Open Access Open Badges Research article

The osteoporosis care gap in Canada

A Papaioannou1*, L Giangregorio2, B Kvern3, P Boulos1, G Ioannidis4 and JD Adachi1

Author Affiliations

1 Department of Medicine, McMaster University, Hamilton, Canada

2 Department of Kinesiology, McMaster University, Hamilton, Canada

3 Department of Family Medicine, University of Manitoba, Winnipeg, Canada

4 Charlton Medical Centre, Hamilton, Canada

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BMC Musculoskeletal Disorders 2004, 5:11  doi:10.1186/1471-2474-5-11

Published: 6 April 2004



The presence of a fragility fracture is a major risk factor for osteoporosis, and should be an indicator for osteoporosis diagnosis and therapy. However, the extent to which patients who fracture are assessed and treated for osteoporosis is not clear.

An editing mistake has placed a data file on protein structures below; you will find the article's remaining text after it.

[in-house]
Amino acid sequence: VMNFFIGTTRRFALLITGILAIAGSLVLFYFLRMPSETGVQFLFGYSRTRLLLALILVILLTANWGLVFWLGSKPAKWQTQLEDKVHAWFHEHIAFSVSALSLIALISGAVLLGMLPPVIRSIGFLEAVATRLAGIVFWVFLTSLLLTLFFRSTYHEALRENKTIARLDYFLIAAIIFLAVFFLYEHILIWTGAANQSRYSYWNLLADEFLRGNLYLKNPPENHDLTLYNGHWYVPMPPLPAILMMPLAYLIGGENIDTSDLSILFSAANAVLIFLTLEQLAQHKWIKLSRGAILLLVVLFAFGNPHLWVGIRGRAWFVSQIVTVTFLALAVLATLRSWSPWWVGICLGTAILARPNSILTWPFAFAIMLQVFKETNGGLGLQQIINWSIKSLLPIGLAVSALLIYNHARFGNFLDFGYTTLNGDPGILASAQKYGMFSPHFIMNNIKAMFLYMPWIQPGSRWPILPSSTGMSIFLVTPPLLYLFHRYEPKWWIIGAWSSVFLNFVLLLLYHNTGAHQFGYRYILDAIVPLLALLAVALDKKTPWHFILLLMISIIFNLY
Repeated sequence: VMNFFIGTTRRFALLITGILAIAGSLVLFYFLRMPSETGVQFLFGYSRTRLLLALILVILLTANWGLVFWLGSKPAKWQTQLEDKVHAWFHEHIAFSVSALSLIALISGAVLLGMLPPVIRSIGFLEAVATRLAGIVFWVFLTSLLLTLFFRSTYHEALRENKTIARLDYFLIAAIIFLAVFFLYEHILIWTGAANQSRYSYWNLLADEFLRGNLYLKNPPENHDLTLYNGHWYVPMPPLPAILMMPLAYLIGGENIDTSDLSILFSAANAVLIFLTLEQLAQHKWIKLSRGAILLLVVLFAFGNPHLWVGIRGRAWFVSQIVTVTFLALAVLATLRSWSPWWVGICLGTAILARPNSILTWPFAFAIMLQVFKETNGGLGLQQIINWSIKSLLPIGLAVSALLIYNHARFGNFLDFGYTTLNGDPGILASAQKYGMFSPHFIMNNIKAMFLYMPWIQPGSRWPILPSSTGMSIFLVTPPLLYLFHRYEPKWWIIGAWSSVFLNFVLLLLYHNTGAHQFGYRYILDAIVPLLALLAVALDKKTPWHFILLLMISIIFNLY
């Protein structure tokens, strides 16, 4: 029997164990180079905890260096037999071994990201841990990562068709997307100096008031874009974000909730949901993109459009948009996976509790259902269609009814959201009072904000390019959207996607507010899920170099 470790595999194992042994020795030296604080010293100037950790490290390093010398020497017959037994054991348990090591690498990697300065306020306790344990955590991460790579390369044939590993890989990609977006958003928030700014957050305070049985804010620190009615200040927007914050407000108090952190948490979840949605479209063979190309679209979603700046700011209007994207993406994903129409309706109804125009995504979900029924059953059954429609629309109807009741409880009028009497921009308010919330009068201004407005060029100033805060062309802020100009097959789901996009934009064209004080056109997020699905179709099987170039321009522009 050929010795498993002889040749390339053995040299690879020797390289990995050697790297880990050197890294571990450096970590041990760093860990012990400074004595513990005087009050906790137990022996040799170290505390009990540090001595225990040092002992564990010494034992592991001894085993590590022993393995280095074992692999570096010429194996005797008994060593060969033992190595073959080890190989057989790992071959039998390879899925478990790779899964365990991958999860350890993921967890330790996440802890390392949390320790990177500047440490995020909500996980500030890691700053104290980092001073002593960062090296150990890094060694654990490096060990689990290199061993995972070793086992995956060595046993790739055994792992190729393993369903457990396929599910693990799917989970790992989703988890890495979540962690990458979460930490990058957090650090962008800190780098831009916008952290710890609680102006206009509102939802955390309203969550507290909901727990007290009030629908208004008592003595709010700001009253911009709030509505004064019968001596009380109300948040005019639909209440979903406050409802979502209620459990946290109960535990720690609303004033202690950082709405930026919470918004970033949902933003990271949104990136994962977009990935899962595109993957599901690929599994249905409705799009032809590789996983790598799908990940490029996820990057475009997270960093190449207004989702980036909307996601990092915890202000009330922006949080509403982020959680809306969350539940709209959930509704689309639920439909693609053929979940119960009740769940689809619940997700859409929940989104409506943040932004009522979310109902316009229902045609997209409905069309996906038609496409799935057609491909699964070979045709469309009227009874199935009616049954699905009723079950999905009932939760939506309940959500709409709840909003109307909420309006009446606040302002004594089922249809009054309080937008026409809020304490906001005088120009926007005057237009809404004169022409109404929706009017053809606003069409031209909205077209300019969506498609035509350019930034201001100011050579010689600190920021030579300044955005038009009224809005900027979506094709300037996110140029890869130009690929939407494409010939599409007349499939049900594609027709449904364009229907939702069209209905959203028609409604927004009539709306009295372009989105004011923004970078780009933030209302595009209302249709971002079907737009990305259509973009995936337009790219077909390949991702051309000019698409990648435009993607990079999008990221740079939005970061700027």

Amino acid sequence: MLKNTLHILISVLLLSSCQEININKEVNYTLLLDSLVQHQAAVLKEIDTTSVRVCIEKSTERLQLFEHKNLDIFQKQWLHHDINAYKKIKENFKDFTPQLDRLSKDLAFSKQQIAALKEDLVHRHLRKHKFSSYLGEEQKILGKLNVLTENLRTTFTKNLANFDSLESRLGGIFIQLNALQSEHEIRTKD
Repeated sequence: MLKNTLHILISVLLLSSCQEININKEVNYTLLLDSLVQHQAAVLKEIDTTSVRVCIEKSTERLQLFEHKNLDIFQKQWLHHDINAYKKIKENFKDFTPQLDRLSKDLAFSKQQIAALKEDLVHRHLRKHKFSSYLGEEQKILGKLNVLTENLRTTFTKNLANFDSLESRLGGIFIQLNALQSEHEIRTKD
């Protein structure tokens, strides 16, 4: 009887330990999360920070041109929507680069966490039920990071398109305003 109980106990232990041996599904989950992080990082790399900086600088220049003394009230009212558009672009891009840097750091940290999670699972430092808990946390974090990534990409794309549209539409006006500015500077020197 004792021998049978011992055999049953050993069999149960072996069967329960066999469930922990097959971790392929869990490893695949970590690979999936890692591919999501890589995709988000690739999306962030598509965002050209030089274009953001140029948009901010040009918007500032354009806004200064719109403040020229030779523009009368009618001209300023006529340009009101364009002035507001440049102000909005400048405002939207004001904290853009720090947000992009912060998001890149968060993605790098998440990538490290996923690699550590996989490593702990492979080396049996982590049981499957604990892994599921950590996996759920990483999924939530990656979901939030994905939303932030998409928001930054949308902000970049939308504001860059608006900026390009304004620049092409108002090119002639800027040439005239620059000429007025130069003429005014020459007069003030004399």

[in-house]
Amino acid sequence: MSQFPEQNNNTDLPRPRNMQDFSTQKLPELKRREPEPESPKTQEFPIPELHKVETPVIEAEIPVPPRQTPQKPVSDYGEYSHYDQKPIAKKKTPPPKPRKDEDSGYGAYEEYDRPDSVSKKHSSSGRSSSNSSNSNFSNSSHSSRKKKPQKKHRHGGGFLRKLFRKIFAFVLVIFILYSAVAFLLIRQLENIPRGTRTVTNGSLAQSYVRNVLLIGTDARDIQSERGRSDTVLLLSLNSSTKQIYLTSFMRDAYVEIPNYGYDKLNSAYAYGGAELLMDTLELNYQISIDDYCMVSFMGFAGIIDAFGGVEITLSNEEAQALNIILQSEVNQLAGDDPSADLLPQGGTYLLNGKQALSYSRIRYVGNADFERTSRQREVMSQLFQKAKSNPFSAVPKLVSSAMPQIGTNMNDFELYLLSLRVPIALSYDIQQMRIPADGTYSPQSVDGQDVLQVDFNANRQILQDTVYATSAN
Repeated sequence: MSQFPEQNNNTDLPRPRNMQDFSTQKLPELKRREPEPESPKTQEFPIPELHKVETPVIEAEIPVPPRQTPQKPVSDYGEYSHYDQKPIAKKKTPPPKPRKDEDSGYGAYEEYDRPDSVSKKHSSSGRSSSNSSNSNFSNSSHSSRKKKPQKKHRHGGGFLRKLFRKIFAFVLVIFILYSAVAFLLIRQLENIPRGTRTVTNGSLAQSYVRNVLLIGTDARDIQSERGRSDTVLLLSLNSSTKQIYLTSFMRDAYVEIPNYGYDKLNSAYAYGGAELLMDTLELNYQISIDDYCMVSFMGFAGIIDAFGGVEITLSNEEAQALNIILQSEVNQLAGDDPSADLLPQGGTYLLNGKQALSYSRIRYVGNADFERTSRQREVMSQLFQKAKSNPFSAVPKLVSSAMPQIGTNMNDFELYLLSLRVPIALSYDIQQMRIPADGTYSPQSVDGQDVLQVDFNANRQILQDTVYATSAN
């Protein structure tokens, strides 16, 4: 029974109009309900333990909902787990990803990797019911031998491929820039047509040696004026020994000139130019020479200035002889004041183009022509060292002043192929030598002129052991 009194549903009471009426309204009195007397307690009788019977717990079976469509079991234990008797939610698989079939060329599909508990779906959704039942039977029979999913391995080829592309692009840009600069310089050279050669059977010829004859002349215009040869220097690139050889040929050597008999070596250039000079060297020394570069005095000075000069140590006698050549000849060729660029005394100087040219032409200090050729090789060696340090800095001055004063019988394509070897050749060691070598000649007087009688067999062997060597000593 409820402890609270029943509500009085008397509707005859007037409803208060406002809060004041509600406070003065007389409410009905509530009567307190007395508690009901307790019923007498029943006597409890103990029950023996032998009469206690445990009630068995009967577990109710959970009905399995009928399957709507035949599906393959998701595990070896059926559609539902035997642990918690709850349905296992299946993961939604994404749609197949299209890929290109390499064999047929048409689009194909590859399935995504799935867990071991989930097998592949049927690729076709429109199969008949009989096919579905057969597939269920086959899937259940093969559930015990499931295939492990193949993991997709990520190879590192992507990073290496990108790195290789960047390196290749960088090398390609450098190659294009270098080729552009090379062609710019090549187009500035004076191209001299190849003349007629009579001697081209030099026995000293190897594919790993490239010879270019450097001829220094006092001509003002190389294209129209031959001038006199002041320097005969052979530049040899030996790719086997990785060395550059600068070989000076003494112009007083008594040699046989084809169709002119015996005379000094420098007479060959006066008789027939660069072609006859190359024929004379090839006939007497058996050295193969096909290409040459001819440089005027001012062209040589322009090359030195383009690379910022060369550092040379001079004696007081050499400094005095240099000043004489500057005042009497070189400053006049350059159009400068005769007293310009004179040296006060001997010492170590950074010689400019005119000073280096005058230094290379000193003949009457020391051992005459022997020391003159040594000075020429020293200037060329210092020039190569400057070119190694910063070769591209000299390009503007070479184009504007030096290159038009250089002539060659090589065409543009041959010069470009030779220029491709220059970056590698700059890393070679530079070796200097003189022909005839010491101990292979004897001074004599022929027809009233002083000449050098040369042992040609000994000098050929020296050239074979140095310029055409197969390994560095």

We performed a review of the literature to identify the practice patterns in the diagnosis and treatment of osteoporosis in adults over the age of 40 who experience a fragility fracture in Canada. Searches were performed in MEDLINE (1966 to January 2, 2003) and CINAHL (1982 to February 1, 2003) databases.


There is evidence of a care gap between the occurrence of a fragility fracture and the diagnosis and treatment of osteoporosis in Canada. The proportion of individuals with a fragility fracture who received an osteoporosis diagnostic test or physician diagnosis ranged from 1.7% to 50%. Therapies such as hormone replacement therapy, bisphosphonates or calcitonin were being prescribed to 5.2% to 37.5% of patients. Calcium and vitamin D supplement intake was variable, and ranged between 2.8% to 61.6% of patients.


Many Canadians who experience fragility fracture are not receiving osteoporosis management for the prevention of future fractures.

osteoporosis; fracture; Canada; diagnosis; treatment